Home Entertainment WB responds to Joker controversy, says film is not “an endorsement of real-world violence”

WB responds to Joker controversy, says film is not “an endorsement of real-world violence”

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On 16 July 2012, during a screening of The Dark Knight at a cinema in Aurora, Colorado, 25-year old James Eagan Holmes entered the sold-out venue and shot indiscriminately into the crowd with a variety of firearms, killing 12 people and wounding 70 more. He would eventually be arrested and sentenced to 12 consecutive life sentences without parole, and during the inquiries into what prompted this tragedy it was found that Holmes was a fan of superhero comics, including Batman. It was also initially reported that he had dyed his hair green and referred to himself as the Joker – these claims were later refuted, but the image had already caught on and became what people held onto. What was fact though was how Holmes’ pre-recorded manifesto of pure chaos was eerily similar to that of the Joker character from The Dark Knight, and there are even reports of him imitating the character’s distinct voice to people in the run-up to the shooting.

With all of this in mind, it should come as no surprise that some of the Aurora shooting survivors, with their families and friends, have penned an open letter citing concern about Warner Bros.’s upcoming Joker film from writer/director Todd Phillips. This new cinematic iteration of the iconic Batman villain has drawn massive praise thus far, but its also been steeped in controversy as early viewers expressed concern that it could be seen as a glamorization of mass murder.

In the film, the titular character played by Joaquin Phoenix, is a lonely, disenfranchised man who turns to extreme violence to exact revenge on those who he feels have wronged him. Critics of the film have pointed to the character’s similarities with the dangerous incel fringe culture as being potentially troubling in a country that is suffering from a mass shooting crisis.

Up until recently, the film’s creators hadn’t really addressed the criticism much. In fact, when asked about the issues initially, Phoenix instead just walked out of the interview. But now in response to the Aurora survivors’ open letter, which called on Warner Bros. to “use your massive platform and influence to join us in our fight to build safer communities with fewer guns,” the Hollywood studio has finally issued a formal statement in which they make it clear that their movie does not glamorize or endorse mass public violence.

Gun violence in our society is a critical issue, and we extend our deepest sympathy to all victims and families impacted by these tragedies. Our company has a long history of donating to victims of violence, including Aurora, and in recent weeks, our parent company joined other business leaders to call on policymakers to enact bi-partisan legislation to address this epidemic. At the same time, Warner Bros. believes that one of the functions of storytelling is to provoke difficult conversations around complex issues. Make no mistake: neither the fictional character Joker, nor the film, is an endorsement of real-world violence of any kind. It is not the intention of the film, the filmmakers or the studio to hold this character up as a hero.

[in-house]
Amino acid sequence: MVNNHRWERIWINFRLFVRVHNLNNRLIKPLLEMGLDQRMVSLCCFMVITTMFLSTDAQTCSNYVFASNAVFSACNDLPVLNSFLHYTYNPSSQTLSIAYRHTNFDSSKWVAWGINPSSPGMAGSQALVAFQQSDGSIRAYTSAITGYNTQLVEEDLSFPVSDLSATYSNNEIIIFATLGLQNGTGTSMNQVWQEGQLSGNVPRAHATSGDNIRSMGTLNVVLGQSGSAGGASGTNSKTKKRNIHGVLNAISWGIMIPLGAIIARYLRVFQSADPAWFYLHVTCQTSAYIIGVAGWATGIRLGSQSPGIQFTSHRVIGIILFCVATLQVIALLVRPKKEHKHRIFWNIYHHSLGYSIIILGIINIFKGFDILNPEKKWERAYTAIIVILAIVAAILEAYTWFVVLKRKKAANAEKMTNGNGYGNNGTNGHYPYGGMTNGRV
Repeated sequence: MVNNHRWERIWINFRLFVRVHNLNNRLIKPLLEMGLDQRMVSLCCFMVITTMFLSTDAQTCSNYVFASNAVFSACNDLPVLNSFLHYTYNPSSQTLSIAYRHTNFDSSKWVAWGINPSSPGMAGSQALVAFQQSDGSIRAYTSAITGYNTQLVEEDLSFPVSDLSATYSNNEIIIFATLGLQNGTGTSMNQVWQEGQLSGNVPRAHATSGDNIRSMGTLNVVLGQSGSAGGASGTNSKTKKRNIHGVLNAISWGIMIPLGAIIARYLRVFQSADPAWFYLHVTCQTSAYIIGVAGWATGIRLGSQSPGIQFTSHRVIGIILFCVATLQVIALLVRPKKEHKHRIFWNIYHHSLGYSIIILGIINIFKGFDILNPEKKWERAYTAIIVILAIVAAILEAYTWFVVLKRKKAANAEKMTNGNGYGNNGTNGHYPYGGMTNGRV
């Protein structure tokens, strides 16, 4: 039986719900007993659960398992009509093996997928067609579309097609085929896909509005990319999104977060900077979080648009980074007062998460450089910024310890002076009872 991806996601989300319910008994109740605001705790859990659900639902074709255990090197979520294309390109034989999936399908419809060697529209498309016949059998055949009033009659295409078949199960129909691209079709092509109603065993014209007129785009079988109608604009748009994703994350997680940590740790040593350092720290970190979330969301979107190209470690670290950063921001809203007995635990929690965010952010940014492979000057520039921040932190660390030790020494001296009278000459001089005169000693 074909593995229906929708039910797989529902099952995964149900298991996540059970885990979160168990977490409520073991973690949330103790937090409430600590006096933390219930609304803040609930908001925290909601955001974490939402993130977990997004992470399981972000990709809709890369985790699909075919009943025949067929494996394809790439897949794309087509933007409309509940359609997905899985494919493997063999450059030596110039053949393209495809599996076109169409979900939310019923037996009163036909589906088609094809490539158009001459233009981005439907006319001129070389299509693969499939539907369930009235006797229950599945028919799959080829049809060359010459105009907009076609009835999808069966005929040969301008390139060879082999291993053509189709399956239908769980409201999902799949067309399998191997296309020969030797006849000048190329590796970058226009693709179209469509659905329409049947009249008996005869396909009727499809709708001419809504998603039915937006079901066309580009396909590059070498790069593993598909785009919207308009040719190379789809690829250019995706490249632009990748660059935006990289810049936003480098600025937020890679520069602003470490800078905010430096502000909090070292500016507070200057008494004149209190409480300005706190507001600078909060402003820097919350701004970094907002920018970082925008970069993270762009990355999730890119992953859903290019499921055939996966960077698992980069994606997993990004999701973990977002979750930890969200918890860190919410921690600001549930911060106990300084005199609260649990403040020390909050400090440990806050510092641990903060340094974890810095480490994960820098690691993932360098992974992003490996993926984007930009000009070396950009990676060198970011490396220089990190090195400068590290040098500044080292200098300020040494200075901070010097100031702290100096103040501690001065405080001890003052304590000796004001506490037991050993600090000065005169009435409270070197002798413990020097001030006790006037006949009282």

On top of the statement, both Phillips and Phoenix have also now defended their film with the director telling IGN that “To me, art can be complicated and oftentimes art is meant to be complicated. If you want uncomplicated art, you might want to take up calligraphy, but filmmaking will always be a complicated art.”

I really think there have been a lot of think pieces written by people who proudly state they haven’t even seen the movie and they don’t need to. I would just argue that you might want to watch the movie, you might want to watch it with an open mind. The movie makes statements about a lack of love, childhood trauma, lack of compassion in the world. I think people can handle that message.

It’s so, to me, bizarre when people say, ‘Oh, well I could handle it. But imagine if you can’t.’ It’s making judgments for other people and I don’t even want to bring up the movies in the past that they’ve said this about because it’s shocking and embarrassing when you go, oh my God, Do the Right Thing, they said that about [that movie, too].

Phoenix pointed out that disturbed individuals would be able to find endorsements of their actions anywhere, not just a movie.

Well, I think that, for most of us, you’re able to tell the difference between right and wrong. And those that aren’t are capable of interpreting anything in the way that they may want to. People misinterpret lyrics from songs. They misinterpret passages from books. So I don’t think it’s the responsibility of a filmmaker to teach the audience morality or the difference between right or wrong. I mean, to me, I think that that’s obvious.

I think if you have somebody that has that level of emotional disturbance, they can find fuel anywhere. I just don’t think that you can function that way,

Personally, I can definitely see the argument for both sides, but I’m holding back any hard opinion on it until I see for myself how Phillips and Phoenix tackle this sensitive subject. Luckily, that won’t be too long with Joker scheduled for release on 4 October worldwide. There’s one location though where Joker will seemingly not release, and that’s at the Aurora cinema where the 2012 shooting took place. And that is a very good thing if you ask me.

Last Updated: September 25, 2019

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